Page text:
Decorating Christmas cookies is a favorite past time that conjures up memories of sprinkles, a variety of colored frostings, and some lopsided snowman and stars. And while those fun blobby men are great for when you are decorating your Christmas cookies by yourself or with your kiddos, if you're making them for a cookie swap, you might be motivated to refine your technique.
So what happens if you want to enhance your Christmas cookie decorating abilities, but aren't sure where to start? Well, we've got you covered! Below, we've broken down our top five favorite ways to decorate Christmas cookies. With methods ranging from just spreading your icing on, to flooding your cookies and topping them with dragées, we suggest giving one, or all, a shot this year!
Watch Now: How to Decorate Cookies with Royal Icing
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Gather Your Tools and Ingredients
First, gather your ingredients to decorate your Christmas cookies.
You will need:
- Plain cookies to decorate*
- Prepared royal icing (divided and dyed different colors, if you like)
- Small knife, spoon and/or spatula
For more elaborate cookies:
- Piping tips and pastry bags for icing (or make your own pastry bag with a plastic bag)
- A toothpick, chopstick or clean (never used) paintbrush, for spreading the icing
- Colored sugar, sprinkles, gel icing, and food coloring
* Seasonal favorites include sugar cookies and gingerbread cookies, but these cardamom cookies or these anise cinnamon sugar cookies are fun twists. In short, any cookie that is rolled out and cut is open to being decorated.
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Spread on Icing
The easiest way to ice cookies is to simply spread the icing on with a small spatula or knife. The back of a small spoon works, too, as does a chopstick. Always scoop a blob of icing onto the center of widest part of the cookie and spread the icing outwards, stopping just before hitting the edges. It's not fancy, but it gets the job done!
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If you plan to pipe the icing to make more elaborate or delicate patterns, fill a pastry bag - fitted with a narrow tip - with the icing. Don't overfill it. In fact, we suggest to fill it about one-quarter of the way, as pastry bags are easiest to control when they're only about one-quarter full. Otherwise, you have to be concerned with icing coming out of the top of the bag.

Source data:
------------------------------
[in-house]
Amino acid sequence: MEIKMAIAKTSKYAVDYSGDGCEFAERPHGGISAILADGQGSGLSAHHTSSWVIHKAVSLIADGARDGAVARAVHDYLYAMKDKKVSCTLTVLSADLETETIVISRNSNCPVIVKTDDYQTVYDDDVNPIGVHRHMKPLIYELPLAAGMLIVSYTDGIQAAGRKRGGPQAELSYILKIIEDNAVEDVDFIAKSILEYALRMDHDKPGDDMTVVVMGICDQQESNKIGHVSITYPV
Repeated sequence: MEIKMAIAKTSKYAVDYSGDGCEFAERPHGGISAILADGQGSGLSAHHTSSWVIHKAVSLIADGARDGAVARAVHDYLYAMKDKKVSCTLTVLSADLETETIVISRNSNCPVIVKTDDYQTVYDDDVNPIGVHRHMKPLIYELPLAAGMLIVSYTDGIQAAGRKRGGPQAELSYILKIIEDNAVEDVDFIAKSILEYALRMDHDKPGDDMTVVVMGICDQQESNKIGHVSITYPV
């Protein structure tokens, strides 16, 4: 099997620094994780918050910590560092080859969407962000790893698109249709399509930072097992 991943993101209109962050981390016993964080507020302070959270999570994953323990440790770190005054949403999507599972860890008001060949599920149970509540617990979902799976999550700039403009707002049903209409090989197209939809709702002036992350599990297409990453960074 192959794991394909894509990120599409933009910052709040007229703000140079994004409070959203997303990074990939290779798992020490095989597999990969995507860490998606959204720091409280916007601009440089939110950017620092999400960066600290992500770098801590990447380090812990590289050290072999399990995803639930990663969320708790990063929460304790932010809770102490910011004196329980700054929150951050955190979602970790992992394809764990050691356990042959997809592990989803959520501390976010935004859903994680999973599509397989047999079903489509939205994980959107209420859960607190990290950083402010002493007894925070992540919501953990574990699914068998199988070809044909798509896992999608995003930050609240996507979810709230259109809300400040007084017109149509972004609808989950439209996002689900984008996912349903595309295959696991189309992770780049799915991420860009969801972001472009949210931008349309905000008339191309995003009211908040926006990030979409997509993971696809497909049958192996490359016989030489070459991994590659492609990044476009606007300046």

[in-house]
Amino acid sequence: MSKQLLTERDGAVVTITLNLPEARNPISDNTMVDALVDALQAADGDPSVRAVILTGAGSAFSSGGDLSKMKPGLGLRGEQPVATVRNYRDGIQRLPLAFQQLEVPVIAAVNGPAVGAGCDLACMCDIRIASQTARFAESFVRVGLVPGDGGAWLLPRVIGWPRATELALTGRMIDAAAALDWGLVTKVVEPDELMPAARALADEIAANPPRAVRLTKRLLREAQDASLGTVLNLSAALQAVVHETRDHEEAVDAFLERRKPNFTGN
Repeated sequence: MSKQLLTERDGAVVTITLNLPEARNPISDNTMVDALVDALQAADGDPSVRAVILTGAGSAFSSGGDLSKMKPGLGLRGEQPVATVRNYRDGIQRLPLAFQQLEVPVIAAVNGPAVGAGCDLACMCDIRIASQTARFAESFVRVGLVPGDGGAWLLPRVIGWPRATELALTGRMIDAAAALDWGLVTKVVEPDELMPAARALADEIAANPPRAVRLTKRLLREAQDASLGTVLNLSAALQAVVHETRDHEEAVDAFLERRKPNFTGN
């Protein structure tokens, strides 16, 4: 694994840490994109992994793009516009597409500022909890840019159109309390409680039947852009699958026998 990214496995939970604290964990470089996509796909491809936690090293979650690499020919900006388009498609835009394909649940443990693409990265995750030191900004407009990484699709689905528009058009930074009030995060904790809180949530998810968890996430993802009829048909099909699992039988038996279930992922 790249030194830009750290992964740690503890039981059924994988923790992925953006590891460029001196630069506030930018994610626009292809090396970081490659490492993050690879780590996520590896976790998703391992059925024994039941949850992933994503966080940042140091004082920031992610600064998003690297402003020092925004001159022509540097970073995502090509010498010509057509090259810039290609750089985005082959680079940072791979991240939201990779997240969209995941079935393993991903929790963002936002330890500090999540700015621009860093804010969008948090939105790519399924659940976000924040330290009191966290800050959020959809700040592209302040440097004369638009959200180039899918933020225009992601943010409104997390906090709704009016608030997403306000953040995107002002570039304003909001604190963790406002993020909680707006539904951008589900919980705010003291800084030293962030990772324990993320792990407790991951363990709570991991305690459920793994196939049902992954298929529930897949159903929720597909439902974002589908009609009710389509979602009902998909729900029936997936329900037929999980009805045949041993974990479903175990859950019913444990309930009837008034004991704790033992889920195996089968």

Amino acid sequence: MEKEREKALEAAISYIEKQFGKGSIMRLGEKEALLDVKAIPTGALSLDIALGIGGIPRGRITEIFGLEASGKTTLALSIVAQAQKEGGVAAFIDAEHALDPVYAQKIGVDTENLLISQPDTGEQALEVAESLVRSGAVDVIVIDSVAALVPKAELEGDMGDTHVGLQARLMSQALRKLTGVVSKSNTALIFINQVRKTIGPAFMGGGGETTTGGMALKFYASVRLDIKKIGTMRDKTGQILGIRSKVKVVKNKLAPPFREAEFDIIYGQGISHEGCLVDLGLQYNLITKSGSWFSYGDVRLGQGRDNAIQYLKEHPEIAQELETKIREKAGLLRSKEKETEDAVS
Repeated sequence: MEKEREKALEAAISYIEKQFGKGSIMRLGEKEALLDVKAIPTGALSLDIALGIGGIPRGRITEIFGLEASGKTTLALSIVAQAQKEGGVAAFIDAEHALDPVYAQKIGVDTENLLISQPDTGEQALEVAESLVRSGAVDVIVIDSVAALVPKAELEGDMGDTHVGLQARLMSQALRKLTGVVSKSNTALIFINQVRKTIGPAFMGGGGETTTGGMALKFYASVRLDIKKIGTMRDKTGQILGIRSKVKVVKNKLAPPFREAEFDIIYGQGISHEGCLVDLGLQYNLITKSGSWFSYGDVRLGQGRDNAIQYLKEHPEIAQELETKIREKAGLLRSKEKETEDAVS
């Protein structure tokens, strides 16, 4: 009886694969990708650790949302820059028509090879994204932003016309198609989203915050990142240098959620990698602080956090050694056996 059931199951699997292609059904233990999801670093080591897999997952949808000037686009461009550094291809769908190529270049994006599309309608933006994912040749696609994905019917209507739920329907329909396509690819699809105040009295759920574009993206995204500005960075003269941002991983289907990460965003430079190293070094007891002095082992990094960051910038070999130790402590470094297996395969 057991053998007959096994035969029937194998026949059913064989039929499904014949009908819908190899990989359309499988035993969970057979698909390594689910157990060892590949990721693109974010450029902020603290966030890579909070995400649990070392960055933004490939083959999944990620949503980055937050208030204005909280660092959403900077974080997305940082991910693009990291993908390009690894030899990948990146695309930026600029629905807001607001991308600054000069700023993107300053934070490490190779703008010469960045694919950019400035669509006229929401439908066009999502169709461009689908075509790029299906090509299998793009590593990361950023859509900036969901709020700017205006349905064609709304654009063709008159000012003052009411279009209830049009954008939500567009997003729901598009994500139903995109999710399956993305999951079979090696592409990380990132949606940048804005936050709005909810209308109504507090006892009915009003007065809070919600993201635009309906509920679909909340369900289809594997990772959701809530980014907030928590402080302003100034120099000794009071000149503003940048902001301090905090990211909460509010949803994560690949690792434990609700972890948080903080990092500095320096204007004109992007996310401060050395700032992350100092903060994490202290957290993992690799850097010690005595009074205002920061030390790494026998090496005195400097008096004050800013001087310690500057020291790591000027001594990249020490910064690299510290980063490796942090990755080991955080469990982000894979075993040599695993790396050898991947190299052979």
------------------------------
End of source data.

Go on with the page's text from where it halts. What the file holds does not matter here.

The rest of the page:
No pastry bag? No problem! simply scoop some icing into a sealable plastic bag, twist the bag to force the icing towards one bottom corner of the bag, and use scissors to snip a very small hole in the corner through which you can then pipe the icing.
Pipe icing onto the cookies by squeezing the bag with one hand and guiding the tip with the other. Keep the tip hovering just over the cookie—don't touch the tip to the cookie, that will break the flow of icing.
Decorate from the inside out to minimize smearing your efforts.
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Piped and Filled Cookies
For more professional-looking, fully iced cookies, use the pipe-and-flood method. Pipe a border of sugar cookie icing around the edges of the sugar cookies. Let them sit a few minutes so the icing sets.
Now pipe more icing onto the center of the cookies, and use a toothpick, clean (NEVER USED) paintbrush, chopstick or small spatula to spread the icing all over the cookie.
Professional bakers call this technique "flooding the cookies." They happen to use an icing with a slightly thicker consistency for the border, then a thinner icing for the middle of the cookie, and they use professional pastry bags with different tips for the border and center of the cookie.
For a super-smooth final surface, thin the icing with a bit of water or milk so it flows and fills in the piped-outlined area.Continue to 5 of 6 below.
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Decorate With Sugar, Sprinkles or Dragées
Add colored sugar or sprinkles to the cookies while the icing is still wet.
If you want to make a pattern with another color of icing, wait an hour for the first layer of icing to dry completely. You can also use gel icing to add more decoration to the cookies. Gel icing comes in lots of different colors and textures (there's even sparkly gel icing), and it's already in ready-to-use tubes.
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